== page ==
WASHINGTON, April 19 (Xinhua) -- Walter Mondale, the former U.S. vice president under President Jimmy Carter and the 1984 Democratic presidential nominee, has died at 93, his family announced Monday.
"It is with profound sadness that we share news that our beloved dad passed away today in Minneapolis, Minnesota," Mondale's family said.
The family said Mondale died "peacefully from natural causes."
Before serving as vice president during Carter's one-term presidency, Mondale was U.S. senator representing Minnesota for 12 years, and much earlier, the Minnesota attorney general for four years. He also served as U.S. ambassador to Japan during the Bill Clinton administration.
"Today I mourn the passing of my dear friend Walter Mondale, who I consider the best vice president in our country's history. During our administration, Fritz used his political skill and personal integrity to transform the vice presidency into a dynamic, policy-driving force that had never been seen before and still exists today," Carter said in a statement. Mondale was referred to by family members and friends as Fritz.
Bidding for the White House four years after Carter lost his second term to Ronald Reagan, Mondale was defeated by Reagan in the latter's landslide re-election campaign in 1984. The race was largely defined by Mondale's declaration to raise taxes, which he said years later "was very unpopular" at the time, but "undeniably correct."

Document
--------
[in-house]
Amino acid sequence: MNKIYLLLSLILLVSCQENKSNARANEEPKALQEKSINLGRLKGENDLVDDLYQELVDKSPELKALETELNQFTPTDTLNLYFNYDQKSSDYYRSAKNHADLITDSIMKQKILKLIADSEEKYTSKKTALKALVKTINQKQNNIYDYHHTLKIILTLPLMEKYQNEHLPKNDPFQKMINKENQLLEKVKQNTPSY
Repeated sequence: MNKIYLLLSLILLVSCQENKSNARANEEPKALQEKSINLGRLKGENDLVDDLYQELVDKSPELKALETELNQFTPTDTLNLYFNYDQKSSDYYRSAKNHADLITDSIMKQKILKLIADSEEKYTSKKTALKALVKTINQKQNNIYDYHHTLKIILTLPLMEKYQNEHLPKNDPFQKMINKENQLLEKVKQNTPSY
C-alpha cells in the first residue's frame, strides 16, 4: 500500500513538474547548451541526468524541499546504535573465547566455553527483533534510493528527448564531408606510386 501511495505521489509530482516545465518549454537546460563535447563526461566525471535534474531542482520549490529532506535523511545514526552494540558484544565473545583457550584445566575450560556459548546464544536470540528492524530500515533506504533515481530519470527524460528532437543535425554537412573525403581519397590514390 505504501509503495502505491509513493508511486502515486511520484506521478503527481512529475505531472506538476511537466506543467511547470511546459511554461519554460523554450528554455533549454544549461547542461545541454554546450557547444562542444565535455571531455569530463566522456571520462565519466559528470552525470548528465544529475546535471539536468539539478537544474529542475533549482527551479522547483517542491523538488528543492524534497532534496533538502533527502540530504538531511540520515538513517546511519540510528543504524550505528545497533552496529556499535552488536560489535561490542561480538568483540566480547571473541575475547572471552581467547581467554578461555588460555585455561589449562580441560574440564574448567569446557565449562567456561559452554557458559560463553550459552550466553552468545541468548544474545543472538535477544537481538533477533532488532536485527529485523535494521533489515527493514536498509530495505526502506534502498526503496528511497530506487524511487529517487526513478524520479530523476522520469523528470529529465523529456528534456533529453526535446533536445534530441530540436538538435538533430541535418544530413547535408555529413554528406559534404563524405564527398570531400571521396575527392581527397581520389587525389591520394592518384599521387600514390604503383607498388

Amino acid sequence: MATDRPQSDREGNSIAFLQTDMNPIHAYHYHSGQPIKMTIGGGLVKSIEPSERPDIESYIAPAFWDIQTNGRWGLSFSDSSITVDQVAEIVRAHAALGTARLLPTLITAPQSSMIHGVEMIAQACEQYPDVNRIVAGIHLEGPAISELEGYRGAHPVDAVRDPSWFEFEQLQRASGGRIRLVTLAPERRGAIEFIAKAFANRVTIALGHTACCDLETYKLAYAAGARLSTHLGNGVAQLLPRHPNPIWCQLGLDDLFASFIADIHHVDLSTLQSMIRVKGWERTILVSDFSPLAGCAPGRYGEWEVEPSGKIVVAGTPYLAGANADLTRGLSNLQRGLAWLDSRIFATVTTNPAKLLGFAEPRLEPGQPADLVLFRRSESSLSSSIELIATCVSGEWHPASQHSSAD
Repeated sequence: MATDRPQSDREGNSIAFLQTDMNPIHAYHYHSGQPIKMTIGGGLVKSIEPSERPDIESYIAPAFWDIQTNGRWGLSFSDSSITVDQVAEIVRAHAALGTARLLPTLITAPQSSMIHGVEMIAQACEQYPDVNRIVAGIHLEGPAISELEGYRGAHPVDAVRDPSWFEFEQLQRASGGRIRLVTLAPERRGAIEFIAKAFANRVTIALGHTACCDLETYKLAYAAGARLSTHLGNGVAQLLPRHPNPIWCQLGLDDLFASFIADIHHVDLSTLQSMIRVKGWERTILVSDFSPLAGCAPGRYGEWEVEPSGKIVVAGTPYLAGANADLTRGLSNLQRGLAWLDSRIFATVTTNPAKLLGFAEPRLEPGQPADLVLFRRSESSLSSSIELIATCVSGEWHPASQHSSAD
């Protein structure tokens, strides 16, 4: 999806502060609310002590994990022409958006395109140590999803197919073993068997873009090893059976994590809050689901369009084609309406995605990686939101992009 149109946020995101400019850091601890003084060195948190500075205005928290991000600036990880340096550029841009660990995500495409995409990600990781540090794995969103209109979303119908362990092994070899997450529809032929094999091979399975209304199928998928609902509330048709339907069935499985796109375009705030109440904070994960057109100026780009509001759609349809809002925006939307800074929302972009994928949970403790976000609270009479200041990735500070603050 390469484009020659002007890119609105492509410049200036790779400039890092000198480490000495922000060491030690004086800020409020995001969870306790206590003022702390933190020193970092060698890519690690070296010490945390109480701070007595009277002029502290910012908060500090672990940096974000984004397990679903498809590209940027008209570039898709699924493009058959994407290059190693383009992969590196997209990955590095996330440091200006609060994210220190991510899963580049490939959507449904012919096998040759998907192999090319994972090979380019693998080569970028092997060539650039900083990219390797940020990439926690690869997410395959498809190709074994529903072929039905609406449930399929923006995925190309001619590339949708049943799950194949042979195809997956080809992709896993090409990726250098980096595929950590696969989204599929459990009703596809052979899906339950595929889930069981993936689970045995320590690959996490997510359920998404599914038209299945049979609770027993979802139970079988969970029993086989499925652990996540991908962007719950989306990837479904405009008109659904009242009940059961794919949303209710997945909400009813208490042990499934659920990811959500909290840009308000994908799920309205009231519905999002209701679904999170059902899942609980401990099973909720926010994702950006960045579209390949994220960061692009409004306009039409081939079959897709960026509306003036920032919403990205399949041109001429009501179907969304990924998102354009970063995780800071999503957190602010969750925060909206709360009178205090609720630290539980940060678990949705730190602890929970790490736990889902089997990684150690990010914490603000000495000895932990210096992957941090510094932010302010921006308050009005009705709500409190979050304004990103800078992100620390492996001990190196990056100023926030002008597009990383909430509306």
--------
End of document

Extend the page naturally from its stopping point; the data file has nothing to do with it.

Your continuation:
During the 1984 election, however, Mondale made history by tapping then Representative Geraldine Ferraro of New York as his running mate, making the latter the first woman to be on a major party's presidential ticket.
Throughout his public career, Mondale has been a champion of liberal political ideas, supporting civil rights measures, consumer protection legislation, health care expansion, and more aid for children and the poor.
"I'm a liberal or a progressive," Mondale told the New York Times in a 2010 interview. "I didn't use the 'liberal' word much, because I thought it carried too much baggage. But my whole life, I worked on the idea that government can be an instrument for social progress. We need that progress. Fairness requires it."